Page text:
He enlisted in the Air Force but was promptly asked to leave and consequently tried to kill himself a third time. Throughout this, Harvey became ever more entangled in the Occult and joined a local group. He engaged in several relationships with men, and when he felt one of his partners may leave him, he poisoned his friend, his neighbor, and his father to death. He even poisoned his partner so that he was too sick to leave their apartment.

Harvey went so far as to kill one of his own ex-boyfriends, all the while continuing to poison, smother, and maim his patients at various hospitals across Kentucky and Ohio.

Harvey In Front Of Victims

YouTubeHarvey stands before a board listing his victims. He allegedly laughed when it was presented.

This went on for nearly decades until a fortuitous autopsy finally brought the Angel of Death to justice.

Angel Of Death Brought To Earth

Mr. John Powell was hospitalized from a motorcycle accident in early March of 1987. He later died in his hospital bed. When a doctor performed a routine autopsy on Powell’s stomach, he caught a whiff of something strange: Cyanide.

It became clear that Powell didn’t die from his motorcycle accident but from poisoning.

Harvey was an attending nurse and the investigation was quickly onto him. Harvey refused a lie detector and was consequently brought in for questioning where he confessed to killing Powell. He said he did so because he felt sorry for Powell and his family. He did not include the other murders he had committed, but evidence mounted that Harvey was the nurse on duty for dozens of other deaths in two different hospitals, one in Kentucky and one in Ohio.

Authorities had enough evidence to convict Harvey for killing 37 people. Over a four-year span, he terminated the lives of 21 patients at the Drake Hospital in Cincinnati. Between 1970 and 1971, Harvey killed 13 patients at Marymount Hospital in London, Kentucky.

Angel of Death killed in prison.

Harvey said that for the most part, his killings were out of mercy.

“I felt what I was doing was right. I was putting people out of their misery. I hope if I’m ever sick and full of tubes or on a respirator, someone will come and end it,” he once reported.

Harvey said the killings gave him a sense of satisfaction and almost happiness. The murders gave Harvey some sense of power and control in a life that he had much difficulty navigating.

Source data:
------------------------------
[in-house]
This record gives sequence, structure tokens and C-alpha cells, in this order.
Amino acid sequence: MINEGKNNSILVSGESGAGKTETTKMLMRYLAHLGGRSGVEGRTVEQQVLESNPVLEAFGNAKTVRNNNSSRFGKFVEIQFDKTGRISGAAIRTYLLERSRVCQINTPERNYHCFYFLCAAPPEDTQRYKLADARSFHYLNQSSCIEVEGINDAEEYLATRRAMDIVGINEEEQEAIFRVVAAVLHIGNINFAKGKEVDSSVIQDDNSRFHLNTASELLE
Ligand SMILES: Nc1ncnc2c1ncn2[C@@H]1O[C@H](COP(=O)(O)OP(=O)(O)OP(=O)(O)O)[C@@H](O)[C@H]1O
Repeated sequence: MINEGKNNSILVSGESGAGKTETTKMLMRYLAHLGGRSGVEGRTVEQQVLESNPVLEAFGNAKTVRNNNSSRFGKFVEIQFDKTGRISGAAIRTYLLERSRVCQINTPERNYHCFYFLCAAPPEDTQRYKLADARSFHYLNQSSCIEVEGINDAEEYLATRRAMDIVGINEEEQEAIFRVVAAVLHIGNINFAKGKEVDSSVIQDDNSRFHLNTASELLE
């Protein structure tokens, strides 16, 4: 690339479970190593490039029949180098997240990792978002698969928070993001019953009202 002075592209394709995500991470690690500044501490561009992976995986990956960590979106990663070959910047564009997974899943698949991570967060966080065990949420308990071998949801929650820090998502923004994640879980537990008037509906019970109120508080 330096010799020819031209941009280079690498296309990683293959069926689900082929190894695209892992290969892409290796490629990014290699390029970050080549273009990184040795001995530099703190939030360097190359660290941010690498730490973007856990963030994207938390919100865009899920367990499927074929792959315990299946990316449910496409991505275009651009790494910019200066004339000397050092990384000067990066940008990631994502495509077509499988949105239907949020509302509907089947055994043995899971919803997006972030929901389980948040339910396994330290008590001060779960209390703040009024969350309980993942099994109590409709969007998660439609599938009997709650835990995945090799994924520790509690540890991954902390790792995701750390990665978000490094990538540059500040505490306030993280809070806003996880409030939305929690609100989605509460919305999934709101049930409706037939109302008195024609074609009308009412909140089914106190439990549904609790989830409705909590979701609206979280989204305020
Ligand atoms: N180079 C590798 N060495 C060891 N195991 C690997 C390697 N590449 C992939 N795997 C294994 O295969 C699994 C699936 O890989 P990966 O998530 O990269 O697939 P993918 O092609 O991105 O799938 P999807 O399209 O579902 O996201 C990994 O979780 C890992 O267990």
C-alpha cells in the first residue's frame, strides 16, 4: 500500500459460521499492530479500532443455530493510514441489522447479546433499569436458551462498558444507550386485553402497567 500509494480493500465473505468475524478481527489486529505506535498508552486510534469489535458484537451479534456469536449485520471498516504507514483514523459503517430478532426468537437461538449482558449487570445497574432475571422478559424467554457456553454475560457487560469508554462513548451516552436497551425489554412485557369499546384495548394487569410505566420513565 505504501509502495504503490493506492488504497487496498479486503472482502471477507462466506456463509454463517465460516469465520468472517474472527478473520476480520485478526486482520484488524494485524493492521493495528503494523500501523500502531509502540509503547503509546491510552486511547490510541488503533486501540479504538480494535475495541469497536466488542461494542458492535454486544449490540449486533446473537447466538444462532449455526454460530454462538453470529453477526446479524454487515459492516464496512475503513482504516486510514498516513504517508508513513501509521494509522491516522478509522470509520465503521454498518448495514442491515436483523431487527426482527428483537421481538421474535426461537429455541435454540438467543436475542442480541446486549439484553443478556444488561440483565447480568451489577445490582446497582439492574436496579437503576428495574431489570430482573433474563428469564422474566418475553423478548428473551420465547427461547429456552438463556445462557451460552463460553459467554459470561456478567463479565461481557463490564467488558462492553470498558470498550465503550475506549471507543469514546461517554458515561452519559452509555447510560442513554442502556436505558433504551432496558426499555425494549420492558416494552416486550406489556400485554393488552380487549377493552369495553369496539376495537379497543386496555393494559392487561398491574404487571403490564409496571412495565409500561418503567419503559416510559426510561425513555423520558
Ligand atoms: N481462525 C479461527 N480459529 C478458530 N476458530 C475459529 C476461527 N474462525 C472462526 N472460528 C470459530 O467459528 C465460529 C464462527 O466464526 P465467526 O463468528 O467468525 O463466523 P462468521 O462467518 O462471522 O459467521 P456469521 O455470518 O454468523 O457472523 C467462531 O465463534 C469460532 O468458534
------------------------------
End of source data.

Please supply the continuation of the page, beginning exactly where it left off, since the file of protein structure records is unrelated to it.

In court, Harvey laughed when prosecutors showed the names of his victims on a board for the jury.

Three of those murders accounted for the deaths of acquaintances outside the hospital. The media dubbed Donald Harvey the Angel of Death, and rightfully so. Harvey himself estimated in an interview that he actually killed as many as 70 people.

On Aug. 18, 1987, 35-year-old nurse’s aide, Donald Harvey pled guilty to 24 counts of murder, four counts of attempted murder, and one count of felonious assault. Four days later, he pled guilty to 25 murders was subsequently sentenced to four consecutive 20-years-to-life sentences. Harvey was also fined $270,000.

On Sept. 7, 1987, in Kentucky, Harvey confessed to committing 12 additional murders while employed at Marymount Hospital. In November, he pleaded guilty and was sentenced to eight life terms plus 20 years. He pled guilty a few months later for the three other deaths outside of the hospital from which he received three life sentences plus three terms of seven to 25 years.

In total, Harvey was convicted of 37 murders but some estimates place him at closer to 87.

On March 30 2017, Harvey died at age 64 in prison. Like his victims, he didn’t die of natural causes. Prisoners beat the serial killer to death in his cell.

After this look at the demonic Donald Harvey, read about more evil doctors and nurses who killed their patients. Then, check out Christopher Duntsch, known as Dr. Death, who killed several patients as he operated on them.

William DeLong
A graduate of Missouri State University with a degree in English and creative writing, William DeLong is a freelance wordsmith who has written approximately 40,000 articles since 2009.
Leah Silverman
A former associate editor for All That's Interesting, Leah Silverman holds a Master's in Fine Arts from Columbia University's Creative Writing Program and her work has appeared in Catapult, Town & Country, Women's Health, and Publishers Weekly.